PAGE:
Bicentennial of The Third Marquis of La Romana

Written on January 29, 2008 by Arantza de Areilza in Arts & Cultures & Societies, Literature


Arantza de Areilza

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The Instituto de Empresa Foundation and The Madrid Royal Academic Society of the Friends of the Country inaugurate today in the Lujanes Tower of Madrid, a cycle of conferences in the memory of the Third Marquis of La Romana, Pedro Caro y Sureda (1761-1811)


Pedro Caro y Sureda was a noble and enlightened Mallorcan, whose adventures and bravery as a General in the Spanish army in the War of Spanish Independence gave him the gratitude of the Spanish monarchy and the trust of Wellington, as mentioned by Elizabeth Longforth in her book titled, “Wellington:  The Years of the Sword.” 

The Third Marquis of Romana stood out for his meticulous education acquired in the Ecole de la Trinité at Lyon, in France, and completed at Salamanca University and The Nobles Royal Seminary where he inclined towards the humanities and languages which would subsequently become of great use in his war accomplishments in Europe.   

He participated in the reconquest of Minorca and in The Battle of Gibraltar, and later went on to lead various diplomatic missions in Europe.  In 1793, the colonel of cavalry Romana fought against France in the War of the First Coalition, and, in 1802, he was named General Captain of Catalonia and Chief of Engineers Corps in 1805.  Two years later, King Carlos IV, pressured by Napoleon, agreed to send troops to support the Napoleonic army in Germany and placed at the front of the “Northern Division” the Marquis of Romana.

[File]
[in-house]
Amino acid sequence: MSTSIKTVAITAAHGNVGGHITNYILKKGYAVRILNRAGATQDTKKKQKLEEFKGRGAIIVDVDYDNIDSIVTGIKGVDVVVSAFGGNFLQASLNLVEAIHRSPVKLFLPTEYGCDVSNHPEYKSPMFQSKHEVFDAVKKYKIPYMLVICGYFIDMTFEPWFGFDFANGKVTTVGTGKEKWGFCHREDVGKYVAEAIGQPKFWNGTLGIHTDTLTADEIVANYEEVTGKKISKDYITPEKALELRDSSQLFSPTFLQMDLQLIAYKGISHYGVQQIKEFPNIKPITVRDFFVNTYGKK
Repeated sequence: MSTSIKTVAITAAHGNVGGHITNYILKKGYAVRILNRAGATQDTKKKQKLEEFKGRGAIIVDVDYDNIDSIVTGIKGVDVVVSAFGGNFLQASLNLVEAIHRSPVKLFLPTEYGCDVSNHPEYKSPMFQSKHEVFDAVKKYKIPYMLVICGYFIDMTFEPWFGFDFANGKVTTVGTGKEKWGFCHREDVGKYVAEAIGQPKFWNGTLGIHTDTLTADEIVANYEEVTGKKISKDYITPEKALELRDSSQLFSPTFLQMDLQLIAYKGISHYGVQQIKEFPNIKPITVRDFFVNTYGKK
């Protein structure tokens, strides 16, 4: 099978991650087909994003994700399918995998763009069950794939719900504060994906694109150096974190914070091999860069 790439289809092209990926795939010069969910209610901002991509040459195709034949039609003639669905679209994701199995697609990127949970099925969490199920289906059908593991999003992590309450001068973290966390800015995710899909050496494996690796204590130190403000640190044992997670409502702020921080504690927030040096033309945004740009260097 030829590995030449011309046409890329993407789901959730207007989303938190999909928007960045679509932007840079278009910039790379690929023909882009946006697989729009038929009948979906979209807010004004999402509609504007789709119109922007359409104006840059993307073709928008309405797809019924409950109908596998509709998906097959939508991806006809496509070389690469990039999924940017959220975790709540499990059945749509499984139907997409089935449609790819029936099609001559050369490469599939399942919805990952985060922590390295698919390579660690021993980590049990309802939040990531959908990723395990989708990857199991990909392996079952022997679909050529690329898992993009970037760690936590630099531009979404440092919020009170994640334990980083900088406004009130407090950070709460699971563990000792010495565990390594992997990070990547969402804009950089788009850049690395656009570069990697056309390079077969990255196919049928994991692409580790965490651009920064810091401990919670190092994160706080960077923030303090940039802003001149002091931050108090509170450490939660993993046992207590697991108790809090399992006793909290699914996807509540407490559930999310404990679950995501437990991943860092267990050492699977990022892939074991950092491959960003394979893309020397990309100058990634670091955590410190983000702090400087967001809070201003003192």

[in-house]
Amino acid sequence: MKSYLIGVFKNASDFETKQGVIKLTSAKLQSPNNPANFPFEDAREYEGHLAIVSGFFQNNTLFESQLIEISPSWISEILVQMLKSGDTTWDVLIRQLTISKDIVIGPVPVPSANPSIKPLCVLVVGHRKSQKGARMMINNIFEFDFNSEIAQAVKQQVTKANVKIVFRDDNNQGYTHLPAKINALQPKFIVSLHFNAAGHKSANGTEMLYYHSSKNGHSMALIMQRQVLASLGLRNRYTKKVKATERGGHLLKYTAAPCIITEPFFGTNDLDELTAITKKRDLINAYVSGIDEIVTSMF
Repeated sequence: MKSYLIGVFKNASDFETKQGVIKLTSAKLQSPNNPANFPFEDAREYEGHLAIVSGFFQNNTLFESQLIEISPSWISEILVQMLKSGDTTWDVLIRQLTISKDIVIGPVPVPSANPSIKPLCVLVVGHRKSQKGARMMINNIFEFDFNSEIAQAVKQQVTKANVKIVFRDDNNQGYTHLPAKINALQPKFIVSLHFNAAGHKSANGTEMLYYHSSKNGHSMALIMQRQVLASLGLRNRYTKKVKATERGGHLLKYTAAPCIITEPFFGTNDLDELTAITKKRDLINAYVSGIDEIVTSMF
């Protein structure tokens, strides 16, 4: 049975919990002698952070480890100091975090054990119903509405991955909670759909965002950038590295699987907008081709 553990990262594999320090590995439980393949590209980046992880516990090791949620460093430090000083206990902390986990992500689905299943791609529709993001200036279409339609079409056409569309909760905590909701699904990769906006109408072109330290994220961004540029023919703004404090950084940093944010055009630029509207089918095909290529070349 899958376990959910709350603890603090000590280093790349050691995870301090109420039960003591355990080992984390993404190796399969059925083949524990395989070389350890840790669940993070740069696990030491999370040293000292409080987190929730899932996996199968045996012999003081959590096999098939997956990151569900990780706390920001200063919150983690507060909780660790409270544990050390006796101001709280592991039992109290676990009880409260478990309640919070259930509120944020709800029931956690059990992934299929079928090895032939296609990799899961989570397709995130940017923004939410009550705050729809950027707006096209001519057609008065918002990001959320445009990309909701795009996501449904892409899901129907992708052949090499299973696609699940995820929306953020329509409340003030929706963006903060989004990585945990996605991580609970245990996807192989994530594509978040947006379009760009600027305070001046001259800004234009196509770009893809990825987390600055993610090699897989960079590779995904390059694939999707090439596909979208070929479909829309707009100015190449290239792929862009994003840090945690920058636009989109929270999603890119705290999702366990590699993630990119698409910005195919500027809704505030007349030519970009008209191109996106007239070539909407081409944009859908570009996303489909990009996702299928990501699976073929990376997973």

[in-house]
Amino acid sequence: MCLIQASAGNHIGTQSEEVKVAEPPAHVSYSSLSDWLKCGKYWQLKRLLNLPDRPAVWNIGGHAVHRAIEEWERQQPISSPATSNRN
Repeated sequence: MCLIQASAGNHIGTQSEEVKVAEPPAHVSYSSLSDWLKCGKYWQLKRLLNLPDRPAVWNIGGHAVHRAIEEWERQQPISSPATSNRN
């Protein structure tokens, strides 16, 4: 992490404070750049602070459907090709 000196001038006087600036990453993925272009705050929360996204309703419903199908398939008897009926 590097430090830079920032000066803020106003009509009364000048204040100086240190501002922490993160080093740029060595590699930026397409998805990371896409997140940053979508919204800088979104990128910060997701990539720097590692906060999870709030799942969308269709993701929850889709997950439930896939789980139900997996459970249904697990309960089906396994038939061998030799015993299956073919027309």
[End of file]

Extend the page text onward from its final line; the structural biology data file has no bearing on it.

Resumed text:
Don Pedro Caro found himself in 1808 in Denmark under the order of the Mariscal Bernadotte, when the War of Spanish Independence broke out against the Napoleonic invasion and of the coronation of José I as the King of Spain.  The Marquis of La Romana and his division refused to swear an oath to the new King.   

The Marquis of  La Romana, did not trust him and with the help of the British, was able to repatriate his division to Spain.  Romana and his men, arrived in Santander where is was  appointed Commander of the Galician Armada at which point he was able to achieve the withdrawal of the French from Galicia and Asturias. 

It is, perhaps, the lucidity and the determination of the Marquis of  La Romana to celeritously repatriate his 9,000 men from Denmark to the Cantabrian Coast and from there to support the offensive against the French, that is one of the most pointed to episodes of Spanish military history.   

Today, the figure of this cultivated man is commemorated, Patron of the Arts, artifice of a splendid library and a magnificent collection of paintings of Francisco de Goya, belonging to the current Marquis of La Romana, Diego del Alcázar y Silvela, who knew how to reconcile a great diplomatic ability with the courage and the loyalty to his country in a tormented period of history, marked by the violence of war.   

The Third Marquis of La Romana is the example of the trajectory of a cultured polyglot, who enjoyed telling anecdotes such as the episode in which Manuel de Godoy offered him a false clock.  He was an enlightened man who knew how to rise to the heights that the historic moment asked of him. 


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